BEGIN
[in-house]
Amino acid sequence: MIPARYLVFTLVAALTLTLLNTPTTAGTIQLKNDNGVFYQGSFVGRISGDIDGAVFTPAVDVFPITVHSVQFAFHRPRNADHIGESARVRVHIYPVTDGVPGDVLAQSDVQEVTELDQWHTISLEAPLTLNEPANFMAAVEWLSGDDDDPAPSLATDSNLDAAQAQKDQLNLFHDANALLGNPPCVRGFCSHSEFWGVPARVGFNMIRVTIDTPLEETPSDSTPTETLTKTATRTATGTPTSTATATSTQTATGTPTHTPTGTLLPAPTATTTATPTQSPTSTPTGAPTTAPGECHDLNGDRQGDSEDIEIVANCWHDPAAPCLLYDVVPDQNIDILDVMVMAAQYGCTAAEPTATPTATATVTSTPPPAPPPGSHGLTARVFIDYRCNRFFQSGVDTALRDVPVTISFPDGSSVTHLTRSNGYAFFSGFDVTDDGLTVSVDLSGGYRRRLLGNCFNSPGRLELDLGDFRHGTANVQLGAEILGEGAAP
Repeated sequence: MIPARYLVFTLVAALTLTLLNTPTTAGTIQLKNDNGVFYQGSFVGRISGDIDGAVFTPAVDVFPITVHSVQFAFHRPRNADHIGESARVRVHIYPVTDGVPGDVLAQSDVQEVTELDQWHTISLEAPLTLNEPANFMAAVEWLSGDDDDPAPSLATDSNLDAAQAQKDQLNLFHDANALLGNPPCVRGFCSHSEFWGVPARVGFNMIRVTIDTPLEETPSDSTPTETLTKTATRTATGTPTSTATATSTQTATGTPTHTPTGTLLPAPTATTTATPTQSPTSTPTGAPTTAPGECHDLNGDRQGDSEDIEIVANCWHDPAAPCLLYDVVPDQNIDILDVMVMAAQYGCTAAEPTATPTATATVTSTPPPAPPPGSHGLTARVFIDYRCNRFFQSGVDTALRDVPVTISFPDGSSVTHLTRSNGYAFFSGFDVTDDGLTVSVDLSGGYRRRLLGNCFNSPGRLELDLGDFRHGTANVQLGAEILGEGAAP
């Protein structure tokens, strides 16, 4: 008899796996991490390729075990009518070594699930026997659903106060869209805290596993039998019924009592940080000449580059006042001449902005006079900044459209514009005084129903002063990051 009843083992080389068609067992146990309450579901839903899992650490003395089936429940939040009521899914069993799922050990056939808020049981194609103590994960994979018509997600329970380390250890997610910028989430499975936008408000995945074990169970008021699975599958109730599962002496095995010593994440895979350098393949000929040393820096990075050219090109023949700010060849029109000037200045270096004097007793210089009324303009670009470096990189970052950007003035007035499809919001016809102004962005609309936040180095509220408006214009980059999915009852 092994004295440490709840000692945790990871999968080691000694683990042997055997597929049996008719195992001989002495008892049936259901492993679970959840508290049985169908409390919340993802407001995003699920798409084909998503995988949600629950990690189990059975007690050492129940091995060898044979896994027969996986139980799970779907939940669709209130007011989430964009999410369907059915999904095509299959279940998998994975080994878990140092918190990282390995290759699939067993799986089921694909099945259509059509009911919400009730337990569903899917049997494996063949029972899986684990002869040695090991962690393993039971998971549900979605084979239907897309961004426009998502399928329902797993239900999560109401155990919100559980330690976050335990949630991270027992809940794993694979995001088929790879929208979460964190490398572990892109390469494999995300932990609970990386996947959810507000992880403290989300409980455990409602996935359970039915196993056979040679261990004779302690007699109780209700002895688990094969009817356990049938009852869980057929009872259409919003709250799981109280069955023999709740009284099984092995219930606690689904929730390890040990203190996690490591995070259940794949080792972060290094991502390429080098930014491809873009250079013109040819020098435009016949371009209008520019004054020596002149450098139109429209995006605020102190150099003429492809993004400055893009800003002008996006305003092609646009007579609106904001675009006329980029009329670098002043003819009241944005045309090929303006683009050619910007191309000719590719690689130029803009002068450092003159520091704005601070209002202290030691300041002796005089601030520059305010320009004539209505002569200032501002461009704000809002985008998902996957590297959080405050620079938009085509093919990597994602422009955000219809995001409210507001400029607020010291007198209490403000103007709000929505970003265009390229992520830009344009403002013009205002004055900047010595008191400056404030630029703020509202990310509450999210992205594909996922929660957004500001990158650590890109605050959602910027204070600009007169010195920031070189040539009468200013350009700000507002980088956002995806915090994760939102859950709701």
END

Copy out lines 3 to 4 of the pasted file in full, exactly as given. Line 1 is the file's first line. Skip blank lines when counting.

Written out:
Repeated sequence: MIPARYLVFTLVAALTLTLLNTPTTAGTIQLKNDNGVFYQGSFVGRISGDIDGAVFTPAVDVFPITVHSVQFAFHRPRNADHIGESARVRVHIYPVTDGVPGDVLAQSDVQEVTELDQWHTISLEAPLTLNEPANFMAAVEWLSGDDDDPAPSLATDSNLDAAQAQKDQLNLFHDANALLGNPPCVRGFCSHSEFWGVPARVGFNMIRVTIDTPLEETPSDSTPTETLTKTATRTATGTPTSTATATSTQTATGTPTHTPTGTLLPAPTATTTATPTQSPTSTPTGAPTTAPGECHDLNGDRQGDSEDIEIVANCWHDPAAPCLLYDVVPDQNIDILDVMVMAAQYGCTAAEPTATPTATATVTSTPPPAPPPGSHGLTARVFIDYRCNRFFQSGVDTALRDVPVTISFPDGSSVTHLTRSNGYAFFSGFDVTDDGLTVSVDLSGGYRRRLLGNCFNSPGRLELDLGDFRHGTANVQLGAEILGEGAAP
């Protein structure tokens, strides 16, 4: 008899796996991490390729075990009518070594699930026997659903106060869209805290596993039998019924009592940080000449580059006042001449902005006079900044459209514009005084129903002063990051 009843083992080389068609067992146990309450579901839903899992650490003395089936429940939040009521899914069993799922050990056939808020049981194609103590994960994979018509997600329970380390250890997610910028989430499975936008408000995945074990169970008021699975599958109730599962002496095995010593994440895979350098393949000929040393820096990075050219090109023949700010060849029109000037200045270096004097007793210089009324303009670009470096990189970052950007003035007035499809919001016809102004962005609309936040180095509220408006214009980059999915009852 092994004295440490709840000692945790990871999968080691000694683990042997055997597929049996008719195992001989002495008892049936259901492993679970959840508290049985169908409390919340993802407001995003699920798409084909998503995988949600629950990690189990059975007690050492129940091995060898044979896994027969996986139980799970779907939940669709209130007011989430964009999410369907059915999904095509299959279940998998994975080994878990140092918190990282390995290759699939067993799986089921694909099945259509059509009911919400009730337990569903899917049997494996063949029972899986684990002869040695090991962690393993039971998971549900979605084979239907897309961004426009998502399928329902797993239900999560109401155990919100559980330690976050335990949630991270027992809940794993694979995001088929790879929208979460964190490398572990892109390469494999995300932990609970990386996947959810507000992880403290989300409980455990409602996935359970039915196993056979040679261990004779302690007699109780209700002895688990094969009817356990049938009852869980057929009872259409919003709250799981109280069955023999709740009284099984092995219930606690689904929730390890040990203190996690490591995070259940794949080792972060290094991502390429080098930014491809873009250079013109040819020098435009016949371009209008520019004054020596002149450098139109429209995006605020102190150099003429492809993004400055893009800003002008996006305003092609646009007579609106904001675009006329980029009329670098002043003819009241944005045309090929303006683009050619910007191309000719590719690689130029803009002068450092003159520091704005601070209002202290030691300041002796005089601030520059305010320009004539209505002569200032501002461009704000809002985008998902996957590297959080405050620079938009085509093919990597994602422009955000219809995001409210507001400029607020010291007198209490403000103007709000929505970003265009390229992520830009344009403002013009205002004055900047010595008191400056404030630029703020509202990310509450999210992205594909996922929660957004500001990158650590890109605050959602910027204070600009007169010195920031070189040539009468200013350009700000507002980088956002995806915090994760939102859950709701």